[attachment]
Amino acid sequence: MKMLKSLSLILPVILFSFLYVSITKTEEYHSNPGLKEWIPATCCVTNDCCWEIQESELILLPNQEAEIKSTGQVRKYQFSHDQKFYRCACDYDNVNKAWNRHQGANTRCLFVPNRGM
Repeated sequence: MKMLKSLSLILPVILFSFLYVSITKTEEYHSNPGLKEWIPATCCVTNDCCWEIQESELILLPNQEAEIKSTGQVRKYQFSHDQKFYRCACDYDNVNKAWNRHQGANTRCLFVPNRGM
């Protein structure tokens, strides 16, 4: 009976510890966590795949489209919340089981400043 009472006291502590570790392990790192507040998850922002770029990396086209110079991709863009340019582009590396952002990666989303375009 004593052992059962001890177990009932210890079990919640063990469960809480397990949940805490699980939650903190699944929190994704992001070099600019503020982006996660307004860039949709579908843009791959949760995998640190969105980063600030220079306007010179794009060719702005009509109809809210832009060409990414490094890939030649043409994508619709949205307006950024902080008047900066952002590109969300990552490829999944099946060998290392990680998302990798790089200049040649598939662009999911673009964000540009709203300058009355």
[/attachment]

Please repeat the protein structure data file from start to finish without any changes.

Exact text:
Amino acid sequence: MKMLKSLSLILPVILFSFLYVSITKTEEYHSNPGLKEWIPATCCVTNDCCWEIQESELILLPNQEAEIKSTGQVRKYQFSHDQKFYRCACDYDNVNKAWNRHQGANTRCLFVPNRGM
Repeated sequence: MKMLKSLSLILPVILFSFLYVSITKTEEYHSNPGLKEWIPATCCVTNDCCWEIQESELILLPNQEAEIKSTGQVRKYQFSHDQKFYRCACDYDNVNKAWNRHQGANTRCLFVPNRGM
């Protein structure tokens, strides 16, 4: 009976510890966590795949489209919340089981400043 009472006291502590570790392990790192507040998850922002770029990396086209110079991709863009340019582009590396952002990666989303375009 004593052992059962001890177990009932210890079990919640063990469960809480397990949940805490699980939650903190699944929190994704992001070099600019503020982006996660307004860039949709579908843009791959949760995998640190969105980063600030220079306007010179794009060719702005009509109809809210832009060409990414490094890939030649043409994508619709949205307006950024902080008047900066952002590109969300990552490829999944099946060998290392990680998302990798790089200049040649598939662009999911673009964000540009709203300058009355």